Figure 1: Flowchart of the search strategy.

2.2. Selection of Studies

The search resulted in 735 papers. One reviewer (YvO) screened all titles and abstract for suitability. Six hundred ninety-six studies were rejected because of duplication, lack of full data, lack of brain activity measures, or lack of a cognitive intervention. The remaining 39 studies were obtained in full text and assessed by two reviewers (YvO, MdV). There was full agreement on the exclusion of 23 papers because they did not meet all inclusion criteria. A manual search of the reference lists of the included studies resulted in 3 additional papers. A total of 19 studies met all inclusion criteria. Figure 1 shows the flowchart of the selection process of the papers.

2.3. Methodological Quality

The methodological quality of the included studies was assessed according to the guidelines of the Dutch Institute for Health Care Improvement (CBO). The CBO aims to improve healthcare by providing guidelines for evidence-based interventions both nationally and internationally (CBO, http://www.cbo.nl/). For randomized controlled trials, the following aspects were evaluated: randomization, blinding of randomization, blinding of participants, blinding of outcome assessors, baseline comparability, loss to follow, use of intent-to-treat analysis, comparability of intervention, and a judgment of the validity and applicability of the study. Because it is impossible in cognitive intervention trials to blind the therapists to the intervention, this item was not included as one of the quality criteria. With regard to studies that did not contain a randomized controlled design, the following aspects were evaluated: definition of study population, selection bias, intervention description, outcome definition, blinded outcome assessments, completeness of the dataset/follow-up, loss to follow, confounders, and a judgment of the validity and applicability of the study.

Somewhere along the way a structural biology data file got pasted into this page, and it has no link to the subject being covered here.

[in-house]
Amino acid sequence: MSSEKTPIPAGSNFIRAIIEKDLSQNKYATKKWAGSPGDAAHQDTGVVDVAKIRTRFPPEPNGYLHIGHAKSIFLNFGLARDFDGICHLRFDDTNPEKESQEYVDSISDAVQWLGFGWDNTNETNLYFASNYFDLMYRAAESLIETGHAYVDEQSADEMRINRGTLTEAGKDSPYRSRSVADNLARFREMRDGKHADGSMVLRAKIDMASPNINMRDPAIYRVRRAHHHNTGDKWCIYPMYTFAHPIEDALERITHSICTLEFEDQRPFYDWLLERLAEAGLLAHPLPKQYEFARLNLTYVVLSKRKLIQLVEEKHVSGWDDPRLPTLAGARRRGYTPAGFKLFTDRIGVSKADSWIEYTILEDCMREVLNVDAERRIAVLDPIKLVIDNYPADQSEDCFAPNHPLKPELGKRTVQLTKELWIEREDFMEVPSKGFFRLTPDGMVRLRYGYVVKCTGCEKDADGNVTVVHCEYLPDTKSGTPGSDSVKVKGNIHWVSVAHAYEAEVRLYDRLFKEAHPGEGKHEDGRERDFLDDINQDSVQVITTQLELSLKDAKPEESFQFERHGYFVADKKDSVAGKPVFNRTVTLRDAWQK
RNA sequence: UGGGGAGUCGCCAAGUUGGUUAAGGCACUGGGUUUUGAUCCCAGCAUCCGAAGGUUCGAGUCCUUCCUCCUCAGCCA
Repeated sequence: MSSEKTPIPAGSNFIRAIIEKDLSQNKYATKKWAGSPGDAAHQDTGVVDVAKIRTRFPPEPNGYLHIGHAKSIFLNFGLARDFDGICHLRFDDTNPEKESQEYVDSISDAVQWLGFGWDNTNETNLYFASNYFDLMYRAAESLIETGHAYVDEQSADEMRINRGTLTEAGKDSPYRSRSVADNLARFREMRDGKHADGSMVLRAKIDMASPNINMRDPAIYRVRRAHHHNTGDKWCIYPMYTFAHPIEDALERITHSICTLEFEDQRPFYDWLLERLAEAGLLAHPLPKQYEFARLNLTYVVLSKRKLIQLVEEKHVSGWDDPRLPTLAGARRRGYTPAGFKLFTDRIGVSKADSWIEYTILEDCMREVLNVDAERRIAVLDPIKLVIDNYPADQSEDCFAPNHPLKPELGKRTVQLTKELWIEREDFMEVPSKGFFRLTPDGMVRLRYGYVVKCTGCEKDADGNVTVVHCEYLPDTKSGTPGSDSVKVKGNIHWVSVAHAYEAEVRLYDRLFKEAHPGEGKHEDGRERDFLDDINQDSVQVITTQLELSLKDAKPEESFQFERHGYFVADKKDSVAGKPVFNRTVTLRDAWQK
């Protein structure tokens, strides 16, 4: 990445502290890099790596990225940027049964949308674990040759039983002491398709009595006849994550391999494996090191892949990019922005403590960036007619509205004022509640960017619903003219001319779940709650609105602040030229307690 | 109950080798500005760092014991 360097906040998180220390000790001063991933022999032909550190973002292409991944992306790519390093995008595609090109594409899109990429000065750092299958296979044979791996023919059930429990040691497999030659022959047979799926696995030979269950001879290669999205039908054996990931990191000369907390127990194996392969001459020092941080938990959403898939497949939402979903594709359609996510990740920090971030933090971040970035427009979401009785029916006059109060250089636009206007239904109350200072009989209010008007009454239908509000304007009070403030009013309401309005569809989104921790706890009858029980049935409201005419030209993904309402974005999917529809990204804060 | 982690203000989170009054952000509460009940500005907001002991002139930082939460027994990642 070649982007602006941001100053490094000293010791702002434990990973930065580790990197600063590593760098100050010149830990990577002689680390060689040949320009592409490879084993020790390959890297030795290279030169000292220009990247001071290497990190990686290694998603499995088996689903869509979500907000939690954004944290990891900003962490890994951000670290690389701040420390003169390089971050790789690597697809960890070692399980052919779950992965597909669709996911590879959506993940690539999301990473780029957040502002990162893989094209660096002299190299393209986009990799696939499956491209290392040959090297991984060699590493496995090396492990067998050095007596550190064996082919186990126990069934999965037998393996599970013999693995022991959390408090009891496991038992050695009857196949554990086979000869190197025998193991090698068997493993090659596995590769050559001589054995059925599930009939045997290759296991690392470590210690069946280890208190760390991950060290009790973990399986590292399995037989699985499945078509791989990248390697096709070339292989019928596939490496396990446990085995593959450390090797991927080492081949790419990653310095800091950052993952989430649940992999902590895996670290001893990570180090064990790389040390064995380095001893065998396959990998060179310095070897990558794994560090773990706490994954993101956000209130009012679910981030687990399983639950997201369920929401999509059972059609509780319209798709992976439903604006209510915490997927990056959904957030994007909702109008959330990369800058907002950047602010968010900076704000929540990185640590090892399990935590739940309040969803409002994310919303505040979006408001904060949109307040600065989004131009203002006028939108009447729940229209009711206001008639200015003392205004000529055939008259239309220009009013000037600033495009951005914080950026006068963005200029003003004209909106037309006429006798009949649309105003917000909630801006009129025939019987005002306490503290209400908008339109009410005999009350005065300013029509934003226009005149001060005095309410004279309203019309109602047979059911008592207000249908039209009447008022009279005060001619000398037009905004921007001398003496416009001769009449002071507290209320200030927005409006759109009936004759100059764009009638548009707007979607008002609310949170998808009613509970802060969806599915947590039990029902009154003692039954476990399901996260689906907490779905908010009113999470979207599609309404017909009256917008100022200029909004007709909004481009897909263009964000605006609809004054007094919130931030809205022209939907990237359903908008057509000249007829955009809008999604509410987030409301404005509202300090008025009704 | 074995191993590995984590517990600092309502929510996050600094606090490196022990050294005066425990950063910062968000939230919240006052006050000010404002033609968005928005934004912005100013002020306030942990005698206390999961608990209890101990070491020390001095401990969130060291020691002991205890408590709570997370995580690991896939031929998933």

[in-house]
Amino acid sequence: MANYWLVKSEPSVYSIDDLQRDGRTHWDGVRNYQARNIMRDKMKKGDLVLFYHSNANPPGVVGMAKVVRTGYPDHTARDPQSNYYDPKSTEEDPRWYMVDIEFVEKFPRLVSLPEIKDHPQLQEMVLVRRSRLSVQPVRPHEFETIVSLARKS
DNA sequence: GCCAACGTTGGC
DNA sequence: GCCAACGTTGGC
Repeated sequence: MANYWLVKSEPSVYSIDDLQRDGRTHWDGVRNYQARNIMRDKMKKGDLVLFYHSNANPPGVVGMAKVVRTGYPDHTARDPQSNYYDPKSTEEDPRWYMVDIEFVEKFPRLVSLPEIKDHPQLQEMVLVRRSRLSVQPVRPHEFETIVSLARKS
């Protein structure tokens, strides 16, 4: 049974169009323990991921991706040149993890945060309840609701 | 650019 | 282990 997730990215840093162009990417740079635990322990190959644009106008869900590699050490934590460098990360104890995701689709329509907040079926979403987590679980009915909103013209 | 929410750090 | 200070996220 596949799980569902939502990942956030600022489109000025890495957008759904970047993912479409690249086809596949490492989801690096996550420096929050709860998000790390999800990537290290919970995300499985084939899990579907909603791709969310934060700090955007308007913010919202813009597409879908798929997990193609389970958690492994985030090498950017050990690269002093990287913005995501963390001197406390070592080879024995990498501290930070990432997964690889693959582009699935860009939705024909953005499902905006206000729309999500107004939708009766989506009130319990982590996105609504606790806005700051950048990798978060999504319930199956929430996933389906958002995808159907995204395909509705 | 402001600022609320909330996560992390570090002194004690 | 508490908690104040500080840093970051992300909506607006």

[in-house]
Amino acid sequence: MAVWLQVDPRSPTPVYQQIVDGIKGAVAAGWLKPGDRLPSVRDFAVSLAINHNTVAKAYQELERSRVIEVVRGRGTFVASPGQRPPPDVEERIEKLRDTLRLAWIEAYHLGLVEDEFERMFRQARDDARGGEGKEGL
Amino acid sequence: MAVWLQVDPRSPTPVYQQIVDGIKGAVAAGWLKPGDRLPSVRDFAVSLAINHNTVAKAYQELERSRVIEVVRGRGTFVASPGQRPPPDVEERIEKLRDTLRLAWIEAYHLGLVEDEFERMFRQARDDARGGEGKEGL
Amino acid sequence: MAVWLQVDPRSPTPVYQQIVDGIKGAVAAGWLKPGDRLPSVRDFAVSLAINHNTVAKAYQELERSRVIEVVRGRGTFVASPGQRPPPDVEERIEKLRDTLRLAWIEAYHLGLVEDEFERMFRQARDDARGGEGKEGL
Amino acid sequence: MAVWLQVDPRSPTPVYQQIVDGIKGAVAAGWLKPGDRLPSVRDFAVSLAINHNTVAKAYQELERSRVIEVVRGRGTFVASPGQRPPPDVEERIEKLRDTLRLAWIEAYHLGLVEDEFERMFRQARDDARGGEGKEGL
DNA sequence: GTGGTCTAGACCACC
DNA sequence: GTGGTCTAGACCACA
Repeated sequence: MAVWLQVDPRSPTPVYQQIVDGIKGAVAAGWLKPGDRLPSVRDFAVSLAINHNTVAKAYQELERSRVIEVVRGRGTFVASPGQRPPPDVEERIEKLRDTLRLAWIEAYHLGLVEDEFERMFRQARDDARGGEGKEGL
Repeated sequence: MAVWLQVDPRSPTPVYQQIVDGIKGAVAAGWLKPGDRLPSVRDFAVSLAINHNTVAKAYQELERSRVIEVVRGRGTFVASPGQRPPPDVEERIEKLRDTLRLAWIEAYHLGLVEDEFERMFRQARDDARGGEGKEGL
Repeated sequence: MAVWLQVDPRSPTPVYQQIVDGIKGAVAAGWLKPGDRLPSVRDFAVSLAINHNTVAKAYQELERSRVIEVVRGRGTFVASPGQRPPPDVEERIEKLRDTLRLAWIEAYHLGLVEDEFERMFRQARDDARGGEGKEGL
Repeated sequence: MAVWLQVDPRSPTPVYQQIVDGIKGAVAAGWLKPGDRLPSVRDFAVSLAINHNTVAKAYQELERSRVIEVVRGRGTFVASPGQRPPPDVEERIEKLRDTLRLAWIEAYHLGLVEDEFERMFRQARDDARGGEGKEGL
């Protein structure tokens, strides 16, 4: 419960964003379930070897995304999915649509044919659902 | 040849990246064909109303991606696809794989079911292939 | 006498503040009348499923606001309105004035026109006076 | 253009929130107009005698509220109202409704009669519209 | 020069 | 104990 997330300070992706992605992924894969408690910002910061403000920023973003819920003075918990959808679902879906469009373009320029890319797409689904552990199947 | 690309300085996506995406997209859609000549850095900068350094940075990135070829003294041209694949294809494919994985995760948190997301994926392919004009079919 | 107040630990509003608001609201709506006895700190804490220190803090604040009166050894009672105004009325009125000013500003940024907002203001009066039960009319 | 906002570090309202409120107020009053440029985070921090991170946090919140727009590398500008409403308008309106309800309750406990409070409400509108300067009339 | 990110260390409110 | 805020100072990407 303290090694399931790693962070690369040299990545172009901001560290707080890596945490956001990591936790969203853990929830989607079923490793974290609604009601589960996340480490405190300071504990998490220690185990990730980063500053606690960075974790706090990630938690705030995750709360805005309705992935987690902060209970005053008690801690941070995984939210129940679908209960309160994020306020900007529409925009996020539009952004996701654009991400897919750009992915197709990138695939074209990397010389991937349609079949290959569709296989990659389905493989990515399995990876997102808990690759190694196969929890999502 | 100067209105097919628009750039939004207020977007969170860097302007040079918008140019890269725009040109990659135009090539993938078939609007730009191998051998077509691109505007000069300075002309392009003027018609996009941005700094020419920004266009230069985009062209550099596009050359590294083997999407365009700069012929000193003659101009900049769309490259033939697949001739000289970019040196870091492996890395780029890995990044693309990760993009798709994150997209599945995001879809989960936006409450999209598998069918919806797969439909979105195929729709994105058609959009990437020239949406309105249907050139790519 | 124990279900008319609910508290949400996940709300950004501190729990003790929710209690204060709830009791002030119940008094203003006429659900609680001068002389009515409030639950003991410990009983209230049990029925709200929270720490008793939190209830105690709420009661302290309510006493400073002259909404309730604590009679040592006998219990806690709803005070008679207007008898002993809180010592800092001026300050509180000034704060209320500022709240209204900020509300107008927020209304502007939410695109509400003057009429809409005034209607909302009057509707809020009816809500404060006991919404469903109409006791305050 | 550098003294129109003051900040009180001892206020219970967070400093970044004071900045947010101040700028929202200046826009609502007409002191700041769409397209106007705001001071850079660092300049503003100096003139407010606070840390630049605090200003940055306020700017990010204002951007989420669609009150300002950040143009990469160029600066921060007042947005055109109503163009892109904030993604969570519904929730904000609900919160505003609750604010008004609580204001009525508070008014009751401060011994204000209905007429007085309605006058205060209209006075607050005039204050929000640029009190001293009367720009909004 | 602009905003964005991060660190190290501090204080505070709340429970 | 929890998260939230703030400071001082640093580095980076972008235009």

Eventually, the overall quality of the individual studies was rated in a level of evidence, ranging from A1 to D. A1 is a systematic review of at least two independent, randomized double-blind studies of sufficient quality and size. A2 is a randomized double blind study of sufficient quality and size. B is a comparative study, which does not meet all the criteria of an A2 study. C is a noncomparative study and D is the opinion of experts (http://www.cbo.nl/). Two reviewers (YvO and MdV) independently assessed the methodological quality of the studies. The level of agreement was 96%. After a consensus meeting, both reviewers reached full agreement on the quality ratings. The quality ratings of the studies are displayed in Tables 1 and 2.

Table 1: Methodological quality of randomized controlled trials.
Table 2: Methodological quality of observational studies.

3. Results

3.1. The Healthy Elderly
3.1.1. Study Characteristics